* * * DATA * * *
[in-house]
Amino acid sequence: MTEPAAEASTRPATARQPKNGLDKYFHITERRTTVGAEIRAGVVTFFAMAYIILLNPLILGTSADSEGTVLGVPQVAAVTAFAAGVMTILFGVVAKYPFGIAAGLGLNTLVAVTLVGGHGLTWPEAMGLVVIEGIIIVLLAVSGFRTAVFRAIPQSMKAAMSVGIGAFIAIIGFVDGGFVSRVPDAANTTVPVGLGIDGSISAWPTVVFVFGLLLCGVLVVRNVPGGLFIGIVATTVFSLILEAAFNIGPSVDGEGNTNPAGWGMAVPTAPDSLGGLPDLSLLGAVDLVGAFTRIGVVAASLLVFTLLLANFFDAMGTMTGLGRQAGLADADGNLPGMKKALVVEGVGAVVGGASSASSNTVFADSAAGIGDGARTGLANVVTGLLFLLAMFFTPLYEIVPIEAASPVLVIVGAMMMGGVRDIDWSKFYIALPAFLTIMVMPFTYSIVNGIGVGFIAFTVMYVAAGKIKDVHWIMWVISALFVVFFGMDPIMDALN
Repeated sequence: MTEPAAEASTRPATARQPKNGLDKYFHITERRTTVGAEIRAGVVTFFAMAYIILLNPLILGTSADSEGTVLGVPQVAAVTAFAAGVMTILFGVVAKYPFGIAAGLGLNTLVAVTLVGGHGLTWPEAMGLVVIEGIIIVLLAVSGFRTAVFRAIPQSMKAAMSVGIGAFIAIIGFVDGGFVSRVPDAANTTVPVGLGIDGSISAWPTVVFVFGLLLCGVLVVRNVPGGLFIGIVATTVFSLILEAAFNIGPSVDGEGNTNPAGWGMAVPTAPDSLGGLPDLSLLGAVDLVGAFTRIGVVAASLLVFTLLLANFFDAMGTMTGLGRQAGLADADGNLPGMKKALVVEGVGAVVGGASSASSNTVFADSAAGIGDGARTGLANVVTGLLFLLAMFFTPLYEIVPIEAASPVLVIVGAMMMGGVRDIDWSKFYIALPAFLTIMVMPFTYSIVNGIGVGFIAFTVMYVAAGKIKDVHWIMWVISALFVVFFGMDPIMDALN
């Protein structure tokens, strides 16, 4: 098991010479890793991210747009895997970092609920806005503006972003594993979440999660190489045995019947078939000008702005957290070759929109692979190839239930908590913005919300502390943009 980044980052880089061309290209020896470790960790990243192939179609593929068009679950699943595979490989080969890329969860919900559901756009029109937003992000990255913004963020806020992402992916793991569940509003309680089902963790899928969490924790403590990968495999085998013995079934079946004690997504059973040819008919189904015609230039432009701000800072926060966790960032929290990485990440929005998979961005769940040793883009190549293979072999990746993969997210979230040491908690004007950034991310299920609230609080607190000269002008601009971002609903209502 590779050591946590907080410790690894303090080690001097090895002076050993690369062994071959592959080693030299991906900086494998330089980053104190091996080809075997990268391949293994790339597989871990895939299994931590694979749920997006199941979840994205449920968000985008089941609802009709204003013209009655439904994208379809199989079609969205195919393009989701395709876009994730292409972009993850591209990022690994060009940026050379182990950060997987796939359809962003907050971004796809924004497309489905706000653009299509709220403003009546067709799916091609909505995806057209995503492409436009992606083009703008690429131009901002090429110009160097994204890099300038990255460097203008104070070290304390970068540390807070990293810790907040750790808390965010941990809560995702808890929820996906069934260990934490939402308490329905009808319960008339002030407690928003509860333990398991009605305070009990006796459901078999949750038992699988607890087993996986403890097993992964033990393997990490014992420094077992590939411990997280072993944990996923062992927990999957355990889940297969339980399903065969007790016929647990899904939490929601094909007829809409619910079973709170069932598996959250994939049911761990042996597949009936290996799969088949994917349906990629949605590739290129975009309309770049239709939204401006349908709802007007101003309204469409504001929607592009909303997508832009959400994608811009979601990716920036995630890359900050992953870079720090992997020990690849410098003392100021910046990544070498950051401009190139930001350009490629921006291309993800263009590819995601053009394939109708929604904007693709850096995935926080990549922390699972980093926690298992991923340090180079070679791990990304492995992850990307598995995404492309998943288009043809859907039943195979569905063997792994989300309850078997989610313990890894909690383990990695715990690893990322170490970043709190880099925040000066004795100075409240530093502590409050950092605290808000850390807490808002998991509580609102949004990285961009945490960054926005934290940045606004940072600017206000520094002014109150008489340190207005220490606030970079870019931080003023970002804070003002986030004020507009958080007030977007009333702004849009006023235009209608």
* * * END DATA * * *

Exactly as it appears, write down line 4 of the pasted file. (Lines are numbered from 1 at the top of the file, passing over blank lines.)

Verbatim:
């Protein structure tokens, strides 16, 4: 098991010479890793991210747009895997970092609920806005503006972003594993979440999660190489045995019947078939000008702005957290070759929109692979190839239930908590913005919300502390943009 980044980052880089061309290209020896470790960790990243192939179609593929068009679950699943595979490989080969890329969860919900559901756009029109937003992000990255913004963020806020992402992916793991569940509003309680089902963790899928969490924790403590990968495999085998013995079934079946004690997504059973040819008919189904015609230039432009701000800072926060966790960032929290990485990440929005998979961005769940040793883009190549293979072999990746993969997210979230040491908690004007950034991310299920609230609080607190000269002008601009971002609903209502 590779050591946590907080410790690894303090080690001097090895002076050993690369062994071959592959080693030299991906900086494998330089980053104190091996080809075997990268391949293994790339597989871990895939299994931590694979749920997006199941979840994205449920968000985008089941609802009709204003013209009655439904994208379809199989079609969205195919393009989701395709876009994730292409972009993850591209990022690994060009940026050379182990950060997987796939359809962003907050971004796809924004497309489905706000653009299509709220403003009546067709799916091609909505995806057209995503492409436009992606083009703008690429131009901002090429110009160097994204890099300038990255460097203008104070070290304390970068540390807070990293810790907040750790808390965010941990809560995702808890929820996906069934260990934490939402308490329905009808319960008339002030407690928003509860333990398991009605305070009990006796459901078999949750038992699988607890087993996986403890097993992964033990393997990490014992420094077992590939411990997280072993944990996923062992927990999957355990889940297969339980399903065969007790016929647990899904939490929601094909007829809409619910079973709170069932598996959250994939049911761990042996597949009936290996799969088949994917349906990629949605590739290129975009309309770049239709939204401006349908709802007007101003309204469409504001929607592009909303997508832009959400994608811009979601990716920036995630890359900050992953870079720090992997020990690849410098003392100021910046990544070498950051401009190139930001350009490629921006291309993800263009590819995601053009394939109708929604904007693709850096995935926080990549922390699972980093926690298992991923340090180079070679791990990304492995992850990307598995995404492309998943288009043809859907039943195979569905063997792994989300309850078997989610313990890894909690383990990695715990690893990322170490970043709190880099925040000066004795100075409240530093502590409050950092605290808000850390807490808002998991509580609102949004990285961009945490960054926005934290940045606004940072600017206000520094002014109150008489340190207005220490606030970079870019931080003023970002804070003002986030004020507009958080007030977007009333702004849009006023235009209608």